This simple hack but I thought you guys may appreciate it. At its base it’s a simple tray swap for the IKEA tray table (GLADOM) to give it a midcentury vibe.
I bought the GLADOM as a nightstand, but replaced it a year later with an IKEA SELJE so I could have a drawer to stash things in. So, I thought the IKEA tray table could look great in the living room if I upgraded it just a little bit!
I designed a simple clip that can be 3D-printed that lets you reuse the original tray on the bottom of the frame, turning the GLADOM into a two-tier side table.
The IKEA GLADOM’s metal serving tray is not attached to the frame. You can easily replaced it with any other tray of an appropriate size of 44cm in diameter.
A wood tray is an easy upgrade to make the GLADOM design look midcentury chic. For example, the IKEA SKALA is a drop-in replacement that’s already a lot nicer than the standard metal tray.
(For my own version of this hack I bought a wood serving tray at a local kitchen supply store that was slightly larger at 45cm. To make it fit, I scored notches into the tray at the 4 corners with a Dremel, allowing the tray to fit into the GLADOM’s frame).
With a wood tray the IKEA tray table looks pretty great already. But to really finish it off you can add these 3D-printed clips I designed to mount the original tray to the GLADOM’s bottom frame.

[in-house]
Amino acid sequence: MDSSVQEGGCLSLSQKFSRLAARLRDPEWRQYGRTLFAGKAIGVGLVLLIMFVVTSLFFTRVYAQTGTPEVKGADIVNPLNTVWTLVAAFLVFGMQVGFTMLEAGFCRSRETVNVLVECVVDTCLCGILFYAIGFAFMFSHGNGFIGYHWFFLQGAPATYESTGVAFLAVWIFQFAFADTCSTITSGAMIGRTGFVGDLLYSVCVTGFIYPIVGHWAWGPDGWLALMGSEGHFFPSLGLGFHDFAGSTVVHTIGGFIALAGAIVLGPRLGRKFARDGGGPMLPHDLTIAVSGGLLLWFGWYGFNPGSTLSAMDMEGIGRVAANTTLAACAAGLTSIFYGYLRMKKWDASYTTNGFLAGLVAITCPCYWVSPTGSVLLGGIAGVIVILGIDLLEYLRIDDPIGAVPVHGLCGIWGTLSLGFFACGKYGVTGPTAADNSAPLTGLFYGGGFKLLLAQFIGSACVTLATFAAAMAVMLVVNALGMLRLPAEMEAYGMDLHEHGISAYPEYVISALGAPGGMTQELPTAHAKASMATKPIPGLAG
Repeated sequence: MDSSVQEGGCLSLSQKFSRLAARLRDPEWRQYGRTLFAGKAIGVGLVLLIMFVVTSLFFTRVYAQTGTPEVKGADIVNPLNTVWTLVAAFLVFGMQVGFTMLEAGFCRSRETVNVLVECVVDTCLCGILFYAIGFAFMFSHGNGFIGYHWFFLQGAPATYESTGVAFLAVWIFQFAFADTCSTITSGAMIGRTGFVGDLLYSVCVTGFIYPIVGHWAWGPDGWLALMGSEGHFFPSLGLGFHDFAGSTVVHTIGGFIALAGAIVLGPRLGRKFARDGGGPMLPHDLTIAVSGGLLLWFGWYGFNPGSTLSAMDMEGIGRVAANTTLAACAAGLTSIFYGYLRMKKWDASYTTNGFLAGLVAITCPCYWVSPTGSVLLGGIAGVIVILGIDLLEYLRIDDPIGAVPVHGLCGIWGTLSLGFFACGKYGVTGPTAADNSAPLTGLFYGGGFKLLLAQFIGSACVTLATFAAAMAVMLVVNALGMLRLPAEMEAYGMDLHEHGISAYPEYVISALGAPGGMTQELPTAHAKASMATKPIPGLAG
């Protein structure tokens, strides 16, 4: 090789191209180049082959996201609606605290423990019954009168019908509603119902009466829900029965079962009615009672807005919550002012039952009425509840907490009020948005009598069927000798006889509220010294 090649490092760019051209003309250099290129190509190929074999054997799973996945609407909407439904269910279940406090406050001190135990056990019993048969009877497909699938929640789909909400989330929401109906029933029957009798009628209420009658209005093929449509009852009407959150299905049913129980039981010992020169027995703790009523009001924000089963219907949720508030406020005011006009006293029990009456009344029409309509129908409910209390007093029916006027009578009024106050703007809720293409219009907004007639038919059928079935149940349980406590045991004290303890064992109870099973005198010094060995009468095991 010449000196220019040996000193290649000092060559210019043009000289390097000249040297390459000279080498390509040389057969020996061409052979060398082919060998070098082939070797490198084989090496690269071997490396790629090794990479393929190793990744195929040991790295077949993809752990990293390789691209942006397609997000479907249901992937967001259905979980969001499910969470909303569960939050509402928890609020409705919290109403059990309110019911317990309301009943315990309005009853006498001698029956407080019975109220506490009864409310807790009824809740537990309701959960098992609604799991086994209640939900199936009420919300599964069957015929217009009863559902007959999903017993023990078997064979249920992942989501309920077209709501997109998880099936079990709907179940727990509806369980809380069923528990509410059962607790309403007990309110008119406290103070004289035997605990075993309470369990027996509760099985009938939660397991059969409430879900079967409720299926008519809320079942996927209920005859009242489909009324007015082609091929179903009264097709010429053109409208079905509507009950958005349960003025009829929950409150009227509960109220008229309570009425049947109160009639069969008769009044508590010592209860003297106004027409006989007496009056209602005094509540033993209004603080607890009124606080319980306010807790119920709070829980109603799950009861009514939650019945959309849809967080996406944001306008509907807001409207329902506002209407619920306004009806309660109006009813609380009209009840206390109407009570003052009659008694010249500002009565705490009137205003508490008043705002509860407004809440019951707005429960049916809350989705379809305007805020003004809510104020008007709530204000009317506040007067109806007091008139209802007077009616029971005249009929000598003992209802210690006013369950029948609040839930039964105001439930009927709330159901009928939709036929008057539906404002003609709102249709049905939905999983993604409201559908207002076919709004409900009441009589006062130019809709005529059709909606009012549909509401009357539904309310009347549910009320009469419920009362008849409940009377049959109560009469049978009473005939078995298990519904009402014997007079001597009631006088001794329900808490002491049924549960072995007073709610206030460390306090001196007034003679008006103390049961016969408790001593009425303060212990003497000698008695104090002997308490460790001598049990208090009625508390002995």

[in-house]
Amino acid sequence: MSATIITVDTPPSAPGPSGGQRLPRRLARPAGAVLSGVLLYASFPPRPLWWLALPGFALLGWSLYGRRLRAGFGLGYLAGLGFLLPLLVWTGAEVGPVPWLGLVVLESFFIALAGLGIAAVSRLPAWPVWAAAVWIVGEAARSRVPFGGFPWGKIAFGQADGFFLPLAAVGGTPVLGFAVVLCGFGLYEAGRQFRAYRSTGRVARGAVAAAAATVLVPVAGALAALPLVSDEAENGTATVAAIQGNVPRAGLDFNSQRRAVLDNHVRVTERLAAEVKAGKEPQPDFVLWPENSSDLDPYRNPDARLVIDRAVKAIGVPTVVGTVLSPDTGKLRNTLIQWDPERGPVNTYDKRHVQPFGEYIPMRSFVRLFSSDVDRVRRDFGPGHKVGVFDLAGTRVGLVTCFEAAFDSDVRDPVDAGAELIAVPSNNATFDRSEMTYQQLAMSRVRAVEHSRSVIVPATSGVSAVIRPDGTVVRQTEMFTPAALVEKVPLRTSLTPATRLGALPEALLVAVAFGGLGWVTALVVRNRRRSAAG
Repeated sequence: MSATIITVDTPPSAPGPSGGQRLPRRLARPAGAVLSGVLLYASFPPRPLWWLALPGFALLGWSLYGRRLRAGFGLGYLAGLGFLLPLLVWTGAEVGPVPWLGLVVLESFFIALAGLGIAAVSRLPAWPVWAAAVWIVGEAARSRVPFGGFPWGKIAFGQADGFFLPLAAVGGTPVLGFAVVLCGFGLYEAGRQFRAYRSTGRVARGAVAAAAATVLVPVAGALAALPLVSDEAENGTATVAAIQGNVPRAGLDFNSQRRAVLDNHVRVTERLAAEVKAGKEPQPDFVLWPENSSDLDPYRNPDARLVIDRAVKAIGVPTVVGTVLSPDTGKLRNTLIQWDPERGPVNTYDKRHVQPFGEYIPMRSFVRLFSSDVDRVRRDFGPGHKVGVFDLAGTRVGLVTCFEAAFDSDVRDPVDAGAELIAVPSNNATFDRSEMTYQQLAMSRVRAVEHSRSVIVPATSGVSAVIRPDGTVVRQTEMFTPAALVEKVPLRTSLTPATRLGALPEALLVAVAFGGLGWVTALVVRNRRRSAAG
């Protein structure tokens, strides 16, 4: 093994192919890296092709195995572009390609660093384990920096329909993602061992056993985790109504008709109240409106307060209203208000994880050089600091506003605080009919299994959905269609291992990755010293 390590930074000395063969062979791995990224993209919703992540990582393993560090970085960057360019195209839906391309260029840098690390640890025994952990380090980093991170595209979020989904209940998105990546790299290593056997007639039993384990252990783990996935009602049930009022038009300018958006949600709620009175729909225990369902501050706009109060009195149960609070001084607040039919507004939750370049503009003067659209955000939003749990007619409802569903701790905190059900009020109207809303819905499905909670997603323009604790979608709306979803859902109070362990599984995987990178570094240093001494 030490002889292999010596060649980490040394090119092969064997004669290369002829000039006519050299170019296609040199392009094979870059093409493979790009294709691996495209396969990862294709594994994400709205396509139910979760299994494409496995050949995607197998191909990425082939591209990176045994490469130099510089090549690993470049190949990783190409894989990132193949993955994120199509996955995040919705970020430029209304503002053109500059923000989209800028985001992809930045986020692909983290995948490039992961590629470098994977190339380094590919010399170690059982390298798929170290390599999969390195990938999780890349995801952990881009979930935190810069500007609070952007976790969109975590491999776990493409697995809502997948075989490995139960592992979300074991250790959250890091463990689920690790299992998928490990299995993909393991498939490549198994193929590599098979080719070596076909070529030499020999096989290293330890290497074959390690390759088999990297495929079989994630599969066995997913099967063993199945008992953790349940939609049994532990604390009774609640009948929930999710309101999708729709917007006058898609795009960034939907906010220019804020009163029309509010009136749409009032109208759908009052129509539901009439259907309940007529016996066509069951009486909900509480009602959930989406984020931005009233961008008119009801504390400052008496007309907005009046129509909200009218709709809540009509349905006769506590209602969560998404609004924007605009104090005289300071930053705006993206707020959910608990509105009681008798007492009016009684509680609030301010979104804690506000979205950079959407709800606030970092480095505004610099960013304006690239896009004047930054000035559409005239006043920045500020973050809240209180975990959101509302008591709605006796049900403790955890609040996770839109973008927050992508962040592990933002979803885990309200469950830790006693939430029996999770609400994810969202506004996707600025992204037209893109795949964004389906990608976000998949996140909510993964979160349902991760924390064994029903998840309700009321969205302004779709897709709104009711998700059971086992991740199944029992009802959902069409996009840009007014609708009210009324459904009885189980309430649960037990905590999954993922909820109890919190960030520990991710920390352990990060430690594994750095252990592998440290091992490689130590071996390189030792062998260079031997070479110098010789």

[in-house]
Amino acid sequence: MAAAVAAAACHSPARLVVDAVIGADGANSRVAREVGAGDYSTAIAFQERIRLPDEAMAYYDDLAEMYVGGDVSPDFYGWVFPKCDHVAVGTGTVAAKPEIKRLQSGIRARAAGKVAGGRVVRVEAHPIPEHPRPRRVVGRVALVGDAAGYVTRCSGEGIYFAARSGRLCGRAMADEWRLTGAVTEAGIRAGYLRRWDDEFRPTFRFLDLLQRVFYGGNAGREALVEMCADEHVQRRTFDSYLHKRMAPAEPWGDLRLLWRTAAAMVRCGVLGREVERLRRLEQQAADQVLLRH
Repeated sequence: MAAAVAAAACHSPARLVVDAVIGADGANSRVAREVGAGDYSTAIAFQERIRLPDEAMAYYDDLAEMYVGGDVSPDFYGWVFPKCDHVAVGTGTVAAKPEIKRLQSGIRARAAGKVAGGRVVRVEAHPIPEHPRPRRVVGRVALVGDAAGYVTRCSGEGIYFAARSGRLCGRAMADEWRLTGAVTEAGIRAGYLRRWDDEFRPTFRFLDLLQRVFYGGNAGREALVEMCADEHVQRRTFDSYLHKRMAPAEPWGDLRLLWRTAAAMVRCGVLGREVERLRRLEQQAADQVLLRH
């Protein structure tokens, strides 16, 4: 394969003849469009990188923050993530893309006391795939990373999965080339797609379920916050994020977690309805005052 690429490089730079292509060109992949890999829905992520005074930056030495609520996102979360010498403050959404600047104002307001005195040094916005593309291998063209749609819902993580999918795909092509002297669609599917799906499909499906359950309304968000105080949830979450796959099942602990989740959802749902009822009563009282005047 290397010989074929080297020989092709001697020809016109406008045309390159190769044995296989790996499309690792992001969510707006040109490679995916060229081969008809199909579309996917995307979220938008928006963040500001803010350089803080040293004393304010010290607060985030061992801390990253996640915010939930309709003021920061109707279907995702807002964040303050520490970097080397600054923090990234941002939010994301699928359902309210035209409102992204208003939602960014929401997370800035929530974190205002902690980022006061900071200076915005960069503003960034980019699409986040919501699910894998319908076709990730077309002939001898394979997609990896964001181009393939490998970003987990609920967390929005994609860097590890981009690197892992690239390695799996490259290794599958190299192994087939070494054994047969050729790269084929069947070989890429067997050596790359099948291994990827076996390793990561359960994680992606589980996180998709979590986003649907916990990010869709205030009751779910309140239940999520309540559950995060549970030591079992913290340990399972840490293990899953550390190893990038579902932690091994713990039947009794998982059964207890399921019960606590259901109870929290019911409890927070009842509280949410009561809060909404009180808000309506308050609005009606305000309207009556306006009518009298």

If you have a 3D printer you can simply print 4 clips using the file on Thingiverse yourself.
If you do not have one, you can use an online service like 3DHubs to custom order the parts online.
Or you can look for a 3D printer near you. Many cities have MakerSpaces or FabLabs that have 3D printers which can be used for a small fee. Even public institutions like libraries are extending their services to include such machines. They’re a great resource for IKEA hackers to experiment with.
Either way, once you have the 4 clips you can mount them on the bottom cross of the frame, put the metal tray in place, and done!
Your standard IKEA tray table is now a glamorous midcentury-style table.
What was the hardest part of this hack?
Mustering up the courage to build the clip! It turned out to be very easy, about 15 minutes worth of measuring and designing. But I didn’t get around to it for weeks because I expected it to be really complicated. Turns out, it wasn’t.
I like using 3D-printed parts for IKEA hacking, it perfectly combines two of my hobbies. Until this hack I’d been using other people’s designs for my hacks, but this was the first part I designed myself.
What to pay special attention to?
If you need to Dremel your tray, don’t just freehand it like I did, but set it up properly. I half-assed it by hand and got lucky that most damage is hidden behind the frame.